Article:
‘Anonymous OS’ now Offline

Monday, March 19, 2012 @ 03:03 PM gHale


An Ubuntu-based operating system touting it was from Anonymous ended up pulled from the SourceForge site because of complaints Trojans permeated the software.

Called “Anonymous-OS”, users downloaded the operating system from SourceForge nearly 40,000 times before SourceForge took it down.

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Apparently, affiliates of the Anonymous collective are not happy. One of the more popular Anonymous Twitter accounts, AnonOps, said last week the AnonOS was fake and “wrapped in Trojans.” Another account, YourAnonNews, warned users they “can’t vouch for it.”

The OS came with pre-installed tools for password cracking and scanning for database vulnerabilities, said Trend Micro’s Rik Ferguson. It also included tools such as Tor that can disguise someone’s online activities, he added. Among those tools were programs like Sql Poison and Sqlmap.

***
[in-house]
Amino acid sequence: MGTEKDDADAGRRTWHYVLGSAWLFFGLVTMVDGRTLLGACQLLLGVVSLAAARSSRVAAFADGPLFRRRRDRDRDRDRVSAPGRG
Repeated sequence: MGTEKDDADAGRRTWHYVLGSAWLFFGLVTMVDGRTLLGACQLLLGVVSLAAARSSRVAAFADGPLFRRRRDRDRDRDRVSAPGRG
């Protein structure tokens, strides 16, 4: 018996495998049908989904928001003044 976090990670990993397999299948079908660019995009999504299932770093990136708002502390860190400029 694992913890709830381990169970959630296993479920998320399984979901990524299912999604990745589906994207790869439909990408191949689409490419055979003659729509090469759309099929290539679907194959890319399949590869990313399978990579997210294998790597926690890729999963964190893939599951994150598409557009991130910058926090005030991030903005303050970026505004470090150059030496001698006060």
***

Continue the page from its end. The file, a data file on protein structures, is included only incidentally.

In a statement on their site, the SourceForge team said it normally does not pass judgment on a download based on what someone using it could possibly do, but decided to act after security experts verified it was a security risk “and not merely a distribution of security-related utilities, as the project page implies.”

“This project isn’t transparent with regard to what’s in it,” SourceForge said. “It is critical that security-related software be completely open to peer review, so that risks may be assessed along with benefits. That is not available in this case, and the result is that people are taking a substantial risk in downloading and installing this distribution. Furthermore, by taking an intentionally misleading name, this project has attempted to capitalize on the press surrounding a well-known movement in order to push downloads of a project that is less than a week old.”

“Proceed with caution if you’re thinking of downloading and installing Anonymous OS, the purported new operating system from the Anonymous collective…the only people who might be impacted by it are those who are foolish enough to knowingly install unknown software onto their computers,” blogged Sophos Senior Technology Consultant Graham Cluley. “Nevertheless, our advice to folks is clear — be wary!”



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